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When is your wine not a wine (and why does it matter)?

Exporter News | February 2020
27 Feb 2020
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If it looks like a duck, swims like a duck and quacks like a duck, then it probably is a duck. But you can’t always apply the duck test to wine.

Humour aside, truth in labelling is a serious matter. We occasionally receive export applications for products that aren’t technically wine but are still considered grape products for export purposes. To avoid headaches (and potential relabelling) at the point of export, it is critical to ensure your products comply with the relevant standards and are packaged correctly.

The Australia New Zealand Food Standards Code(the Code) defines wine as;

the product of the complete or partial fermentation of fresh grapes, or a mixture of that product and products solely derived from grapes.[1]

If you add anything that isn’t derived from grapes, or isn’t listed as a permitted additive or processing aid under Standard 4.5.1, your product isn’t a ‘wine’ in the context of the Code. Having an accurate ‘name of the food’ on your packaging is mandatory[2] and compliance with the Code is a condition of export approval, in addition to a requirement for sale of your product in Australia more generally.

So, if your product isn’t a wine, what is it? Well, it might be a ‘wine product’ which the Code defines as;

‘…a food containing no less than 700 mL/L of wine, which has been formulated, processed, modified or mixed with other foods such that it is not wine.’[3]

Some examples of wine products could be a white wine with added fruit or botanicals, a fortified wine with added chocolate, or a sparkling wine with edible gold leaf. However, you can’t apply a ‘one-name-fits-all’ designation and need to consider each product based on its composition. Labelling only as a ‘wine product’ mightn’t be sufficient in some cases. Where relevant, further information should be given, such as ‘wine product with added fruit flavour’ or ‘wine product with added natural colours’. In addition, exported wine products can’t display a geographical indication (GI) other than ‘Australia’, and as with all Australian grape products, there’s restrictions on the use of protected terms including European GIs and Traditional Expressions.

If you’ve got less than 700 mL/L (i.e. 70 per cent) of wine in your product, then it isn’t a wine product and might be considered an unstandardised beverage (to put it another way, the Code doesn’t have a standard that applies to it). For these beverages, the name or description you use must clearly indicate the true nature of the product – ‘call a spade, a spade’, as the saying goes.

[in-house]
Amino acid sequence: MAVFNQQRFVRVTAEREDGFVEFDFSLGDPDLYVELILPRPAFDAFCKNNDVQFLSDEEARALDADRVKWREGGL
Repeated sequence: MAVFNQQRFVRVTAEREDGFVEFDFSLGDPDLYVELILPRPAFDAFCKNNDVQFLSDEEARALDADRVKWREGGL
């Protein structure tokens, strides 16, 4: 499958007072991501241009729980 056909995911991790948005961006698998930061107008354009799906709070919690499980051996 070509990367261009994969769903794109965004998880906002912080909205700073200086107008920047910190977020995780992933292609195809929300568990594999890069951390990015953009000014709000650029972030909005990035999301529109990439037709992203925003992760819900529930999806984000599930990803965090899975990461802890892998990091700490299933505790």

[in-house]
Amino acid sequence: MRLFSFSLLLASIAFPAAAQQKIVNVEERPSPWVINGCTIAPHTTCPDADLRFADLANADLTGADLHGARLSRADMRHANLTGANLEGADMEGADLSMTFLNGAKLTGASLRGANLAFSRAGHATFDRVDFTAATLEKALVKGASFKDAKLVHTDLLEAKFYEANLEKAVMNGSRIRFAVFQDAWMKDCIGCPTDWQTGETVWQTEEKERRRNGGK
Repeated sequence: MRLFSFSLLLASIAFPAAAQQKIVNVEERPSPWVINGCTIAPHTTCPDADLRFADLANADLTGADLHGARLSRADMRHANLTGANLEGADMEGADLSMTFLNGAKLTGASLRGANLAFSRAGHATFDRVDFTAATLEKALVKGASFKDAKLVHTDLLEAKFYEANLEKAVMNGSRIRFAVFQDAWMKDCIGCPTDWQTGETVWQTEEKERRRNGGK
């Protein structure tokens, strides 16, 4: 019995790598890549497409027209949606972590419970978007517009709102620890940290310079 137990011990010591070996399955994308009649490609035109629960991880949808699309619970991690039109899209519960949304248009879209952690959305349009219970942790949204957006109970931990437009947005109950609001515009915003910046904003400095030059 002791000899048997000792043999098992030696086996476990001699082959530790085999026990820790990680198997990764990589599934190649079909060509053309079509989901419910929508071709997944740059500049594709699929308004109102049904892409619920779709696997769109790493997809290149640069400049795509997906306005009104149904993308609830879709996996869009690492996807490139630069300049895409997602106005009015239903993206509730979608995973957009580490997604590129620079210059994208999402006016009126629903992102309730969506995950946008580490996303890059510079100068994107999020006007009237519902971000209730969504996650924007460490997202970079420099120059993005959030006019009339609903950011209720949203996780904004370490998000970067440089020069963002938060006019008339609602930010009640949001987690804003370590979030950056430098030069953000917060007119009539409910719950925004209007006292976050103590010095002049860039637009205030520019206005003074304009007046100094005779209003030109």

It’s also important to consider that although something might be permitted overseas, it doesn’t mean it’s automatically permitted in Australia – and vice versa. Some food ingredients or production techniques aren’t permitted irrespective of whether you’re making a wine, wine product or other wine-based beverage. For example, use of Acacia-wood barrels is prohibited in Australia since it’s a prohibited plant under Schedule 23 of the Code[4]. Similarly, several overseas markets prohibit the use of certain additives or processing aids which are permitted in Australia, and we note this in our Export Market Guides where possible.

If you’re thinking about experimenting with making something a little different, or would like guidance on compliance with the Code and other wine legislation, get in touch.


[1] Australia New Zealand Food Standards Code Standard 4.5.1

[2] Australia New Zealand Food Standards Code Standard 1.2.2-2

[3] Australia New Zealand Food Standards Code Standard 2.7.4-2

[4] Robina pseudoacacia, also known as False acacia and Black locust

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This content is restricted to wine exporters and levy-payers. Some reports are available for purchase to non-levy payers/exporters.